LEO: Conflict of Interest - Attorney as  LE Op. 824


Conflict of Interest - Attorney as Trustee.


October 9, 1986


Subject: Problems arising when an attorney serves as counsel for the

maker of a note and subsequently as a trustee pursuant to the underlying

deed of trust.


Conclusions: To the extent that this opinion differs from LE Op. 359,

LE Op. 528, LE Op. 659 and LE Op. 679, those LE Ops. are vacated.


It is the opinion of the committee that under certain circumstances an

attorney may represent a borrower and, in addition, serve as trustee under

a deed of trust without first obtaining consent of the borrower. In

furtherance of the requirements imposed on the trustee by the lender, the

trustee who formerly represented the borrower may foreclose without first

obtaining the consent of the borrower. The circumstance which would allow

this is that circumstance when the attorney representing the borrower has

in no way advised or counseled with regard to any of the terms or

conditions contained in the note or deed of trust; and wherein the

attorney does not, after closing, continue a relationship with the

borrower which may, under DR:5-105(D), be deemed representation "in the

same or substantially related matter." In essence, if the only

relationship that the attorney has with the borrower is that of preparing

legal documents, the content or terms of which are agreed to between

borrower and lender, without advice of the attorney preparing the

documents, it is the opinion of the committee that the preparation of a

deed, note, or deed of trust, shall not prohibit that same

attorney/preparer from serving as trustee and subsequently foreclosing. In

order to meet the special circumstance, the attorney must have no further

relationship post-closing with the borrower which might bring into play



If the foregoing circumstances are met, then disclosure of the future

representation is required; however, consent of the buyer to initiate

foreclsure proceedings is not required.


Absent these special circumstances, LE Op. 359, LE Op. 528, LE Op.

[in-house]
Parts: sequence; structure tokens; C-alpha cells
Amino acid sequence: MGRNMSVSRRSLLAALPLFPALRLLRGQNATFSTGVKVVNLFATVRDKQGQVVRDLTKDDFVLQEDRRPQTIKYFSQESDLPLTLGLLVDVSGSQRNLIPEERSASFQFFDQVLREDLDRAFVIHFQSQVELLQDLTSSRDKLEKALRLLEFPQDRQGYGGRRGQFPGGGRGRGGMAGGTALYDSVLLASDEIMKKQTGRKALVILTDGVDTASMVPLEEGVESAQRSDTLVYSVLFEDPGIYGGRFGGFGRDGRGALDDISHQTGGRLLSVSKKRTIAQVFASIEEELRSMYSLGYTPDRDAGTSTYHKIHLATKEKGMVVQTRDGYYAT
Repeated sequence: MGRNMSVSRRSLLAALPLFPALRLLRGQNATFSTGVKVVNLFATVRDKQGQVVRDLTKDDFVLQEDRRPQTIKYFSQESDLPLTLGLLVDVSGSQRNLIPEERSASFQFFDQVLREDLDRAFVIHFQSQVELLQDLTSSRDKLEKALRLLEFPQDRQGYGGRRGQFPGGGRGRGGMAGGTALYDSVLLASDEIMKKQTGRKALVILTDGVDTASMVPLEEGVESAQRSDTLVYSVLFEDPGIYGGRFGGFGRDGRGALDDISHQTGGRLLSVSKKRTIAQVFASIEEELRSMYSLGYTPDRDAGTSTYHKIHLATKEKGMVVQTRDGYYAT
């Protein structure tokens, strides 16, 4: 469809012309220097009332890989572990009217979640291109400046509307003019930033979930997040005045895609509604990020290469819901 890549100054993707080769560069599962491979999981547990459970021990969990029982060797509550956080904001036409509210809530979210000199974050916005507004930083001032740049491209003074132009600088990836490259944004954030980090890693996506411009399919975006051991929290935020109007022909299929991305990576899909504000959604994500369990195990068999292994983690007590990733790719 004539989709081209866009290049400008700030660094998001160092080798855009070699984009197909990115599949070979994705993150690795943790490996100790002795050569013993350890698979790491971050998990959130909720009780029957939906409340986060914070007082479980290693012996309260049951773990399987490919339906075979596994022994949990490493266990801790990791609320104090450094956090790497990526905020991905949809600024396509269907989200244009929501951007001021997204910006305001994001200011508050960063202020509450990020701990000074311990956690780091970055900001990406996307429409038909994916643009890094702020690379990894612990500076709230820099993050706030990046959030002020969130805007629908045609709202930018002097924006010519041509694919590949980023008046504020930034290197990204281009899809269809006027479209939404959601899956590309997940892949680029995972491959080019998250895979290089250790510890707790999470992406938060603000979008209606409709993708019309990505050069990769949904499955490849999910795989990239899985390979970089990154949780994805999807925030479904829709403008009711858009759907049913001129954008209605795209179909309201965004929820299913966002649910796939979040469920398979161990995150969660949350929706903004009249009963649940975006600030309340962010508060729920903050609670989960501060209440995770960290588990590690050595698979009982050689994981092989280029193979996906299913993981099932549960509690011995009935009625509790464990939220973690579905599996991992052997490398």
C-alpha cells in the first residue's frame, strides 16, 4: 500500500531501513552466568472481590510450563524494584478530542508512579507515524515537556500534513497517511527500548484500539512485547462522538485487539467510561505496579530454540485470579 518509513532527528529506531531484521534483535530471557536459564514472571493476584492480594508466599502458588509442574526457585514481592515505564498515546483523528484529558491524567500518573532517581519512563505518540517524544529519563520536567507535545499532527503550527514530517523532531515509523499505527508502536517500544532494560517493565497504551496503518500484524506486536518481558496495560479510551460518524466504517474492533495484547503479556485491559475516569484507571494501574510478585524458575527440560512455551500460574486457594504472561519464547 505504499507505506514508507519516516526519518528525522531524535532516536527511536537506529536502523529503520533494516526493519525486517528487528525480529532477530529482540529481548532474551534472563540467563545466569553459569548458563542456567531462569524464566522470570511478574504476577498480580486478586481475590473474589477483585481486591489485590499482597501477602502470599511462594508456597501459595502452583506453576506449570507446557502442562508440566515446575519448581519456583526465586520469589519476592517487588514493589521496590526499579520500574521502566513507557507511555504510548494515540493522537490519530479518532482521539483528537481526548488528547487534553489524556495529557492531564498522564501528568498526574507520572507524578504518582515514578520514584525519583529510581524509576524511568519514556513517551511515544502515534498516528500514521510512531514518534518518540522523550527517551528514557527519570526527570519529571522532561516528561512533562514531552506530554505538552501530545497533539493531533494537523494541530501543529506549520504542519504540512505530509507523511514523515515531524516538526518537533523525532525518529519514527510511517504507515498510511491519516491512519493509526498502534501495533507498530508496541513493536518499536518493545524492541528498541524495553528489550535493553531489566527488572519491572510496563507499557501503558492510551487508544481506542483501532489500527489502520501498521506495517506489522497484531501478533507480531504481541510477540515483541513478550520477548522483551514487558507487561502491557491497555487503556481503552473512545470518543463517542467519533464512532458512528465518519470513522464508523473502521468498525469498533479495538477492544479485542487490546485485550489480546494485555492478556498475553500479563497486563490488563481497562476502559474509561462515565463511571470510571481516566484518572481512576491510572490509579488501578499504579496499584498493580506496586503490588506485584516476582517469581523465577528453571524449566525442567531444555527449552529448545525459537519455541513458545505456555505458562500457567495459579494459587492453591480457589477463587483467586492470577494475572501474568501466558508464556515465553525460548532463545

659 and LE Op. 679 correctly state the opinion of the committee.


If an attorney or any member of his firm should have such relationship

with the lender so as to have been involved directly or indirectly in any

of the terms embodied in any of the instruments to be prepared, then that

attorney may not serve as trustee without both full disclosure and prior

consent of the buyer. In some instances, some lenders may require the

preparing attorney to serve as trustee. If such be the case, then the

attorney shall disclose such fact, as well as the duties of that attorney

to be named trustee to the buyer.


 LE Op. 659 requires that consent be given after full disclosure in all

circumstances. This opinion suggests circumstances where there must be

full disclosure, but where consent is not required. LE Op. 659 does not

address when such consent is required.


 LE Op. 679 opines that it is not improper for the attorney to obtain

written consent after full disclosure. This committee, however, opines

that after full disclosure written consent is not required. However, the

committee is of the opinion that if an attorney does not meet the specific

circumstances first addressed, then some type of written consent to be

obtained at closing might be appropriate.


If a written request is utilized, the written consent may be such as the

attorney deems under all circumstances to be sufficient. [ DR:5-105(D),

 LE Op. 359, LE Op. 528, LE Op. 659 and LE Op. 679]


Committee Opinion October 9, 1986




See also LE Op. 1022, and LE Op. 1153.